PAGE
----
The two magazines, Giai Pham (Works of Beauty) and Nhan Van (Humanism), were launched shortly after Vietnam gained independence from France. However this brief period of openness, in which they called for freedom of expression and debated government policies, ended two years later as the Communist Party, under the influence of China, suppressed dissent.

Now the Communist Party is once again experimenting with greater openness, in an effort to repair relations with some of its critics. It has also given a Buddhist organisation permission to hold services in the next few weeks intended to promote reconciliation between former enemies.

Local media coverage of the decision to award the State Prize to the four poets has also been interesting because of the frank way in which it described how the poets were sent to re-education camps after calling for more freedom.

One of the two surviving poets, Hoang Cam, 86, was quoted as welcoming the prize - but said it was a pity it had not happened earlier. "The prize is beautiful, but late," he said.

To see the story in its original context, use the link:

Subtext Collective

At the invitation of guest curator Curtis Bonney, Maxine Chernoff and I recently returned from a trip to Seattle to read in the Subtext series at the Richard Hugo House. The hall was full and we enjoyed both the reading and the visit with Curtis, his wife Sonnet, who teaches at UW, and their daughter Ava. Seattle has always been known as a book town, so we checked out Elliott Bay Bookstore, where they have lots of good poetry in English translation--I found three different selected poems of Akhmatova and bought the edition translated by Judith Hemschemeyer--but a surprising, almost programmatic lack of works by those of the innovative camp. All I could find was a single volume each by Jean Day and Susan Howe. Unfortunately, we didn't make it to Seattle's only all-poetry bookstore, Open Books, because it was closed at the time. But we did meet the owners, John Marshall and Christine Deaver, on the night of the reading. The store apparently doesn't trade online, but the link is http://www.openpoetrybooks.com.

The Subtext Collective first came together in 1994-1995 due to the efforts of Nico Vassilakis, co-editor of Sub Rosa Press, and Ezra Mark, editor of Vortext Press. Its advisory board now also includes Jeanne Heuving, Bryant Mason, Robert Mittenthal, C.E. Putnam, and in the summer months, Joseph Donahue.

Had the pleasure of meeting John and Roberta Olson for the first time, after much experience of reading and publishing John's work in New American Writing. Also ran into Doug Nufer, who said he was once mistaken for me on a Nufer/Hoover soundalike basis. Three poets including Lindsay Hill drove all the way from Portland to attend the reading: four hours on a cold, wet day. It was nice to meet Lindsay after having published a sizeable portion of his book-length work Contango. Good conversation with Jeanne Heuving and Bryant Mason, who stayed late at the party. Jeanne is working on a study relating to love and beloved form in Pound, H.D., Duncan, and others. Bryant is employed by Microsoft, located on the other side of Lake Washington, a worker in code both day and night. And aren't we all. . .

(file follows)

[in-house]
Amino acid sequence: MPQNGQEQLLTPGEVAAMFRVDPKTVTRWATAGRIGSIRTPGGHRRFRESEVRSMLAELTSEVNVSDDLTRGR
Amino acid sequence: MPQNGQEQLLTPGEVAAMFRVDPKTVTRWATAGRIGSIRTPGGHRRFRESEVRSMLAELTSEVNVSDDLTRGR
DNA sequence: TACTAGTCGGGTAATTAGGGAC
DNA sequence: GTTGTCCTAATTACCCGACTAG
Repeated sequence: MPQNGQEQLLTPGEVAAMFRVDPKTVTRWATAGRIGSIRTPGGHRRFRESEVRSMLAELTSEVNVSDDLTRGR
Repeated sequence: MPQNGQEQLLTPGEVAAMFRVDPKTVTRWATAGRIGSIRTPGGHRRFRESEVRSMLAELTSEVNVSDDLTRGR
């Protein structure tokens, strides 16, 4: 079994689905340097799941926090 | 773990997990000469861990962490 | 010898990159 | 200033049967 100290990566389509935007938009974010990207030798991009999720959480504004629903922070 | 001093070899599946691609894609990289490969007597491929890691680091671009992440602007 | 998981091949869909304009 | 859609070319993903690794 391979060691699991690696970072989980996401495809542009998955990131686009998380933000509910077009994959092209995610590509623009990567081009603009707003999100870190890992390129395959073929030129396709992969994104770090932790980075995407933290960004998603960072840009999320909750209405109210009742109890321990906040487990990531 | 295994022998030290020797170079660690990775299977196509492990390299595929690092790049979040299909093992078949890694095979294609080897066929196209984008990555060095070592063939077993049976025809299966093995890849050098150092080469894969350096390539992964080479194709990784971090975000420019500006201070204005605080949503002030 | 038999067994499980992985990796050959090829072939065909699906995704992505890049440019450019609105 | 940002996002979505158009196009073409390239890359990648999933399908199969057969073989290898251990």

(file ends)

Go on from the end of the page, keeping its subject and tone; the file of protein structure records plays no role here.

When reading in Seattle, it's also possible to investigate the Spare Room series in Portland, run by a collective consisting of David Abel, Maryrose Larkin, Mark Owens, Chris Piuma, and Lindsay Hill.

Sarah Mangold, who edits Bird Dog and studied with Myung Mi Kim at SFSU, gave us a copy of its latest issue, the 8th: work by Elizabeth Treadwell, Joshua Beckman, Curtis Bonney, Tomaz Salamun, Kevin Magee, Jennifer Karmin, Sheila Murphy & Michelle Greenblatt, Chad Sweeney, Roberta Olson, and others, as well as a series of color collages by Chad Horn and Nico's long work on grid, "The Text Develops and Loses Time in the Reading of It." The cover of this issue reminds me of some early issues of OINK! except that Bird Dog is more professionally printed and designed. To save money in the early 70s, we used blank ink on colored paper and printed the issues ourselves on an A.B. Dick table-top offset press. Nobody in the apartment below ours ever complained. The major lesson we learned as printers was never to print in high humidity (unless you have air-conditioning and of course we didn't). Our double issue OINK! 9/10 had a photo of a tattooed man's man that I got from a tattoo parlor on Belmont Avenue, when only one parlor existed on the entire North Side. Placed all three prime colors in the ink tray, which blended to create a few more in the printing process. Our process was "stank" and therefore, it seems now, something like the real thing. Had to scratch my head when, out photographing gravestones, I discovered A. B. Dick's gravesite in a little cemetery along Sheridan Road, between Chicago and Evanston.